Thus, the emphasis on knowledge management was directed to the level of work teams [28]. The actions of leaders, team members, and the organization as a whole act as catalysts for knowledge management. Leadership performance is, therefore, a potentiating element in the generation, development, and sharing of knowledge in teams. In this way, the leadership that encourages a culture oriented to learning, innovation, and open communication contributes to dynamize the processes of professional development of subordinates [63]. Thus, a leadership style oriented toward learning and knowledge encourages innovation and the sharing of knowledge, encouraging open communication and team development [64].

In addition, social interaction and the leader’s ability to influence subordinates are considered key elements in leadership theories [43, 50]. In this sense, a transformational style of leadership—aimed at the positive influence of subordinates—would be directly associated with the processes of professional and personal development of subordinates [52]. But what elements of transformational leadership would be present in this process of favoring the development of team members? Could supportive leadership and developmental leadership contribute to such a process?

On the one hand, the supportive leadership is one that provides emotional, informational, instrumental, and appraisal support to followers [47], emphasizing the emotional support, which involves the provision of sympathy, evidence of liking, caring, and listening. So, supportive leadership is associated with leaders who express concern for, and take account of, followers’ needs and preferences when making decisions.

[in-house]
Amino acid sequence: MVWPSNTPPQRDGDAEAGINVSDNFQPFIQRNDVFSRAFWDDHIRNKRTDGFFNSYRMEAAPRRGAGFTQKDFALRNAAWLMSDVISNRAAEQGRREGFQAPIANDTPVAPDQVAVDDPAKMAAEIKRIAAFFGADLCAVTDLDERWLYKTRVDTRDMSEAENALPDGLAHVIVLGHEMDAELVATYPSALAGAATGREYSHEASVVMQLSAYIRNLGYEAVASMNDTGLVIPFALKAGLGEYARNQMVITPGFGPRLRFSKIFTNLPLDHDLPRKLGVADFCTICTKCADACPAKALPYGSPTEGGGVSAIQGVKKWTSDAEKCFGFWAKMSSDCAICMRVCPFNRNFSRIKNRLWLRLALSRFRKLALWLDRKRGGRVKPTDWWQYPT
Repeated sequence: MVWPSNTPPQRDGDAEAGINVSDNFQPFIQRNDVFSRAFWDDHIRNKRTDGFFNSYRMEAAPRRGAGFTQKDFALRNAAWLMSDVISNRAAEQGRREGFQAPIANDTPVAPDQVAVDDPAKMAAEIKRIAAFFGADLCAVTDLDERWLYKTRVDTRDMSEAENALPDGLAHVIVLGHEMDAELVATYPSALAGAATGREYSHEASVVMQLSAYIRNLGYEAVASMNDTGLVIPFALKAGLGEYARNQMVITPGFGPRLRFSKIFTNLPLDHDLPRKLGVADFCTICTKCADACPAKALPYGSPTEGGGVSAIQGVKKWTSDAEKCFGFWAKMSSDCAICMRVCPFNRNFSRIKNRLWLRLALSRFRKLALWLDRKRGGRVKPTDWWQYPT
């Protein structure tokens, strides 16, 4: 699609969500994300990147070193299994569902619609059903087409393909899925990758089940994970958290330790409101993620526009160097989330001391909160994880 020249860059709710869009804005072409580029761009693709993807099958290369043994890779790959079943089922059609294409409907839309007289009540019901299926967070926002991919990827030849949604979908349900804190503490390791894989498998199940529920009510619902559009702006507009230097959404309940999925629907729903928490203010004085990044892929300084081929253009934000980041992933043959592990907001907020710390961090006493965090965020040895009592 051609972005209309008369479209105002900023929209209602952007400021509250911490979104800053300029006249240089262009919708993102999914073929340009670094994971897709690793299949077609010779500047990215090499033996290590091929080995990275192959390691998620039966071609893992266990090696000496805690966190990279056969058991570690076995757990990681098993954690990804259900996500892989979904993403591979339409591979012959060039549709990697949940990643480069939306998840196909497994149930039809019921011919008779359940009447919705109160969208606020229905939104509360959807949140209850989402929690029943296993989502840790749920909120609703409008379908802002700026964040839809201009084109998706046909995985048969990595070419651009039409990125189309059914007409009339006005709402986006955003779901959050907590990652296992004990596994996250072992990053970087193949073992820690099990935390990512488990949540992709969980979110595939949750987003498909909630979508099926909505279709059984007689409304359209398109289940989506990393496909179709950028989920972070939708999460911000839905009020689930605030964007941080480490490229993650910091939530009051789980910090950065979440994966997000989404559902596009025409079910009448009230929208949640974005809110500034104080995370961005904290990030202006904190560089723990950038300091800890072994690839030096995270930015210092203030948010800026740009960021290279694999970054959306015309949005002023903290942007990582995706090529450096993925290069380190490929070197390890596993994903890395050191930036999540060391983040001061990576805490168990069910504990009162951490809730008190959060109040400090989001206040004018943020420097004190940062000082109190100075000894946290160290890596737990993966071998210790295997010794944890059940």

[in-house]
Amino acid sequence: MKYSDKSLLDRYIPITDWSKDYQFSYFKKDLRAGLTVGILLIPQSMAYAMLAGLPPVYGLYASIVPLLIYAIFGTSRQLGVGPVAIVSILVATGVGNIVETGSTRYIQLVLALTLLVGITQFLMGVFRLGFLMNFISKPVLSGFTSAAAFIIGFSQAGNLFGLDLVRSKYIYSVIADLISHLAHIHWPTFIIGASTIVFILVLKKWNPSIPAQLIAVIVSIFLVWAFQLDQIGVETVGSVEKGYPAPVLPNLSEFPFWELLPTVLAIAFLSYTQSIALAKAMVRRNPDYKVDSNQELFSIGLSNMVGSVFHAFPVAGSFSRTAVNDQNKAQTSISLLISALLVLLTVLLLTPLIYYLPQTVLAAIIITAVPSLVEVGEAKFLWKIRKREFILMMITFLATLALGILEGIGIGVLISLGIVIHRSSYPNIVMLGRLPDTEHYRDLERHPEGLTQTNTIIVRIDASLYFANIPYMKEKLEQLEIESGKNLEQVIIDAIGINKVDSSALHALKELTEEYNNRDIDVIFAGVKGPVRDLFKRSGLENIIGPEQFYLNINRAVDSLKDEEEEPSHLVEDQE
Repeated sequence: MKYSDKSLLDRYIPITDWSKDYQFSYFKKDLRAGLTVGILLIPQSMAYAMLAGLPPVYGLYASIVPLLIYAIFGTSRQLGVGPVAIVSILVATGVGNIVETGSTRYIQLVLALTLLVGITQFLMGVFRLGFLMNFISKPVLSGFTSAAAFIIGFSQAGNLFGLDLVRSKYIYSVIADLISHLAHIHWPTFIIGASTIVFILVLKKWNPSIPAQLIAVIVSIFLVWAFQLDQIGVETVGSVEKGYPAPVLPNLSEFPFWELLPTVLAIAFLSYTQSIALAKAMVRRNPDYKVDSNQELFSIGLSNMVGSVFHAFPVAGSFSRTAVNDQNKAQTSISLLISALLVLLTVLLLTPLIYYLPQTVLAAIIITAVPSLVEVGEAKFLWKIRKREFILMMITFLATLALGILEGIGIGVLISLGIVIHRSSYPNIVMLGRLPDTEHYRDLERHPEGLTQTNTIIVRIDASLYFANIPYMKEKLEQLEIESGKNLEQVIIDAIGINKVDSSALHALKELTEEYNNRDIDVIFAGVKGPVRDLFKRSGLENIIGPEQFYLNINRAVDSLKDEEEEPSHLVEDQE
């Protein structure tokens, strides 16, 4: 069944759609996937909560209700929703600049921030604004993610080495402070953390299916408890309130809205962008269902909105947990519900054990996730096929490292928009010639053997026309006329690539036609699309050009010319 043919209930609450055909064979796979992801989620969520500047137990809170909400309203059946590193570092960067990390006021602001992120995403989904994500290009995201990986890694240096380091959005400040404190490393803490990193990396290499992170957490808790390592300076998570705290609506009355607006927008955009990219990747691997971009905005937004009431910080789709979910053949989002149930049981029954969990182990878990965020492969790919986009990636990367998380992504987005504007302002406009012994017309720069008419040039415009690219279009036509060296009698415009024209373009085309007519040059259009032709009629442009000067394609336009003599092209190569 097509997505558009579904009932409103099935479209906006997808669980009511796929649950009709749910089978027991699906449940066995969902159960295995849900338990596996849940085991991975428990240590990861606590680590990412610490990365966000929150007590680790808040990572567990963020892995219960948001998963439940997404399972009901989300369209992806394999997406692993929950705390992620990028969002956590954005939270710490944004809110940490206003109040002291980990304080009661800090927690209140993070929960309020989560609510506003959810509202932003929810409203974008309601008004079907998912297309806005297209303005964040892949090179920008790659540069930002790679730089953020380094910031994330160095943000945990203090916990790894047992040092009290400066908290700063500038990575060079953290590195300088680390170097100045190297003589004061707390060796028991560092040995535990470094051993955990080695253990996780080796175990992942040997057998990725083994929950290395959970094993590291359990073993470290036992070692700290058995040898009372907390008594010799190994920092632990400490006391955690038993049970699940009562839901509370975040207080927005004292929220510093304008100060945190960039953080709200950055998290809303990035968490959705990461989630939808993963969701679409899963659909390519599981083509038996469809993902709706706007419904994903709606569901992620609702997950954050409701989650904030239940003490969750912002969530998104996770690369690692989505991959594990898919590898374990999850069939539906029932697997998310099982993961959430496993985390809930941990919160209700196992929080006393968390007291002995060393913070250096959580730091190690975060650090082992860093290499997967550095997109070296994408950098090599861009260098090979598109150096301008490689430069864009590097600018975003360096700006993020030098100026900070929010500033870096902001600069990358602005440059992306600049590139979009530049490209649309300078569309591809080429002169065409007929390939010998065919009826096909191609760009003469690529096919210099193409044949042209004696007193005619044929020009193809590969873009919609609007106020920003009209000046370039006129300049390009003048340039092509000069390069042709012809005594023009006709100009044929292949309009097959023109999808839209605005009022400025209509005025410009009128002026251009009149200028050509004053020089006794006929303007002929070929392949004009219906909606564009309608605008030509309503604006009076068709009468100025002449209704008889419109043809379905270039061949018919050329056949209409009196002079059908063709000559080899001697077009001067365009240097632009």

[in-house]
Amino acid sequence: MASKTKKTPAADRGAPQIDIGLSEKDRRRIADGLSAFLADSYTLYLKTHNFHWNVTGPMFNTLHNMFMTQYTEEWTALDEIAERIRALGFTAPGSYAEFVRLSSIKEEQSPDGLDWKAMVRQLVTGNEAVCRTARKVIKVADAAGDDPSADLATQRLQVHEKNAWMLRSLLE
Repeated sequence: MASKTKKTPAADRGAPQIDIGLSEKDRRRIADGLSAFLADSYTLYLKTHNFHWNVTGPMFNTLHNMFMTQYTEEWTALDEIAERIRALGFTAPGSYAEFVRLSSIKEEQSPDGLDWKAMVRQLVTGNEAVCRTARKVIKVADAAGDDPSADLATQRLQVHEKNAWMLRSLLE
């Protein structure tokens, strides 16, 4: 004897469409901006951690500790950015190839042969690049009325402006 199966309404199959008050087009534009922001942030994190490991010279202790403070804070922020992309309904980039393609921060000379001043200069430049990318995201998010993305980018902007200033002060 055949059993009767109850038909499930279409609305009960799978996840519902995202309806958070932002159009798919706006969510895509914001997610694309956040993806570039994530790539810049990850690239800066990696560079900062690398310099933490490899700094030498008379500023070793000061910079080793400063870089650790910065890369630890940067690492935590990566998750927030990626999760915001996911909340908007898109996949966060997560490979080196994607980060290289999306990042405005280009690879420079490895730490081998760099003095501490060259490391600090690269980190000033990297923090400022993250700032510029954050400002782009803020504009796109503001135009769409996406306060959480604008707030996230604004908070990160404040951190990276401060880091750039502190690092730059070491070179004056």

On the other hand, developmental leadership is associated with individualized consideration, one of the most important dimensions of the transformational leadership. This point involves behaviors identified in the mentoring literature, such as career counseling, careful observation of staff, recording followers’ progress, and encouraging followers to attend technical courses [33].

Both developmental leadership and supportive leadership have effects of professional development of subordinates, but the effects are not equal. Developmental leadership displayed stronger relationships with job satisfaction, career certainty, affective commitment to the organization, and role breadth self-efficacy than did supportive leadership [65]. In this sense, investing in developmental leadership can bring better results for the professional development of work team members.